Artists and their legacy
The region of Kutch can be divided into four sub-regions on the basis of their embroidery style: Banni and Pachham in the north, Garada in the west, the heart of Kutch, from north of Bhuj east to Bhachau and south to Mandvi and Mundra, and Vagad in the east.
Banni and Pachham: the Northern Region, and Garada: the Western region
These regions have an intricate pattern of embroidery. It could be said that these regions have it all from Paako to Khaarek to the Suf embroidery. Nen and Khambir are also practiced here and are particular to Banni-Pachham and associated with Khaarek embroidery. Bavaliyo with the blocks of haramji alternating with mirrors are used as borders throughout Kutch. Reflecting the history of Islamic origin the embroidery Zardozi was used for the tombs of pirs aka Muslim saints, along with aabha aka tunics of urban Muslim communities, courts, etc.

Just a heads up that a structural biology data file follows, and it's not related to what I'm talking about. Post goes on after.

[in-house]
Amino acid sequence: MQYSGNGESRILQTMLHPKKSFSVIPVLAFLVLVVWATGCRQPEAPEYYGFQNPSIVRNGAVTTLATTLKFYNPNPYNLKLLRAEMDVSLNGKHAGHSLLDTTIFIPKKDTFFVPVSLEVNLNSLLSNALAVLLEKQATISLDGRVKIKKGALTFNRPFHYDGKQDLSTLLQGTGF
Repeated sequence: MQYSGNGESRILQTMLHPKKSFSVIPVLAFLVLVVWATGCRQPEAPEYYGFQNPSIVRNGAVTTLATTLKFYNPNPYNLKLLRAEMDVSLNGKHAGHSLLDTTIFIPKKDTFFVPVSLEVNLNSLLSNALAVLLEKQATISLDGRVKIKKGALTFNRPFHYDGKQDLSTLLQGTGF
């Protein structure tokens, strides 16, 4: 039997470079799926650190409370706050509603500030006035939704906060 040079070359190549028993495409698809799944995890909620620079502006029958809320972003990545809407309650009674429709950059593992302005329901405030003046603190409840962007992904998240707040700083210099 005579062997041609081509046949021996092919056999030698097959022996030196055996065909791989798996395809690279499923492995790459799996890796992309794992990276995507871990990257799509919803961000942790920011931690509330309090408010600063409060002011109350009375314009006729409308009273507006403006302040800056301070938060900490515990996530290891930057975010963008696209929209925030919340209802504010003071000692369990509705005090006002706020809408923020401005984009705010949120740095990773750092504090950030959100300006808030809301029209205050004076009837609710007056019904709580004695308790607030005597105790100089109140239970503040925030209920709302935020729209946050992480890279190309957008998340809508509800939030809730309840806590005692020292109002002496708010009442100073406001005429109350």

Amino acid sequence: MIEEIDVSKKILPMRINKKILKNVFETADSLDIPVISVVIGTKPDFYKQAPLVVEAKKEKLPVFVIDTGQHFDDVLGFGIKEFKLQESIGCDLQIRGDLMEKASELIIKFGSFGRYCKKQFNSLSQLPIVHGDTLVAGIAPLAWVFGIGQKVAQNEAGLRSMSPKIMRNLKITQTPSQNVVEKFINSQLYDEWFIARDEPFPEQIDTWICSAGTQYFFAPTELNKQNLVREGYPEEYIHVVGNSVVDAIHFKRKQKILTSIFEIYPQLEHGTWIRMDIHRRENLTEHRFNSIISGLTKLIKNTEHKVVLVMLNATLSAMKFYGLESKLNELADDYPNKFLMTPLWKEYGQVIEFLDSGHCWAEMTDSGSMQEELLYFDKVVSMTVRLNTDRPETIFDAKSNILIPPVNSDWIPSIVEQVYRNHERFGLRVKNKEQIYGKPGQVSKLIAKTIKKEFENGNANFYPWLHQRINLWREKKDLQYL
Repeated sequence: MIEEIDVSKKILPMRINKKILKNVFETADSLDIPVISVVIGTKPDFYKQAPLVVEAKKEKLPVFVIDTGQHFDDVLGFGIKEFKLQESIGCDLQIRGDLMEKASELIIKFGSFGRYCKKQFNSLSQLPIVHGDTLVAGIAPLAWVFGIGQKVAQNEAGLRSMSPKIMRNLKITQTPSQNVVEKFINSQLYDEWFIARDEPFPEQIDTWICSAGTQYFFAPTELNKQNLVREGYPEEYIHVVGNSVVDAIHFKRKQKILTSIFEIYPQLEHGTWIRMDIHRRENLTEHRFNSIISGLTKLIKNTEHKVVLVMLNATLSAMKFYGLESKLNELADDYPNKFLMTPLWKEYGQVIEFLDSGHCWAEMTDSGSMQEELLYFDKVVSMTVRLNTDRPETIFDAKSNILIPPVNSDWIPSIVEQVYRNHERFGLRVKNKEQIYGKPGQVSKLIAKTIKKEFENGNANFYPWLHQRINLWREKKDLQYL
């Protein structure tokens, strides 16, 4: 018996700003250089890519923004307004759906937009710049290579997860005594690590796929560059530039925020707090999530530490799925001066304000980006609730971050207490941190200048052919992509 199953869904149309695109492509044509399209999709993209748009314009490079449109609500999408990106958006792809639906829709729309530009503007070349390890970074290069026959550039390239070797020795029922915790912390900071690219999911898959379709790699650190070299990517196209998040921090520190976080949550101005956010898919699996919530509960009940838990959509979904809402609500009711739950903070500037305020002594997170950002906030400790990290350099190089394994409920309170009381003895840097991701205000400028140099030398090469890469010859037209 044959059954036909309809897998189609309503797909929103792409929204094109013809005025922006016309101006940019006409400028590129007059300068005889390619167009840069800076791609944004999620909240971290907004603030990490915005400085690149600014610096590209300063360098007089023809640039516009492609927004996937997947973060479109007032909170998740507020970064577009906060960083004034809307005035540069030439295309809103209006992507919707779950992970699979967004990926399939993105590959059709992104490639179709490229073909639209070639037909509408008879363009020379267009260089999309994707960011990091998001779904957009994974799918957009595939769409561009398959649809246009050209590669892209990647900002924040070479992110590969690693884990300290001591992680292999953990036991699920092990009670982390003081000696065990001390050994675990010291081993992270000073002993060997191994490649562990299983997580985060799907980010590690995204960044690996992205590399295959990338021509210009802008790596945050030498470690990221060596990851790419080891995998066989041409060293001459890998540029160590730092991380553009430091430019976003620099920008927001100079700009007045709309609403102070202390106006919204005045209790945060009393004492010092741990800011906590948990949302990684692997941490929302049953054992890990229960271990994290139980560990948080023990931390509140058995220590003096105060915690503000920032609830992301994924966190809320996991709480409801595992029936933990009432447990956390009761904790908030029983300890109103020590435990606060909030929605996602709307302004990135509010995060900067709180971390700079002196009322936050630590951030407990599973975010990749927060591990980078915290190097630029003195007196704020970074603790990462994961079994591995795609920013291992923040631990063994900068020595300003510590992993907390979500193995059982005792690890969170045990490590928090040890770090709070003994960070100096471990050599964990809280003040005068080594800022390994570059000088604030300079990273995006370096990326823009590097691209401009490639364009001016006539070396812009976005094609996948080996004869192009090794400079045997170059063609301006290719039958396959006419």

The Heart of Kutch: Central and South
In Kutch, there are three Rabari subgroups: Dhebarias in central Kutch, Vagadias in Vagad, and Kachhis in Garada. It is famous for mirror work. The outer boundary is usually done using yellow color thread in chain stitches. Afterward, the rest of the design is with regular sequences of mirrors and threads. Rabaris also use decorative back-stitching, called bakhiya, to decorate the seams of women’s blouses and men’s kediya/jackets.
It uses minute renditions of local styles: Paako, Khaarek, Haramji, Khudisebha, and Jat work. Although the name given to them might vary from region to region for eg, Haramji is called ‘tun’, which means darning, or harna. Specific patterns of each style like elongated hooked forms and fine white back-stitch outlining in Paako, and an all-over grid in Haramji, are also exclusive to Mutava work. Mutava style is uniformly fine and geometric, and orange stitching predominates.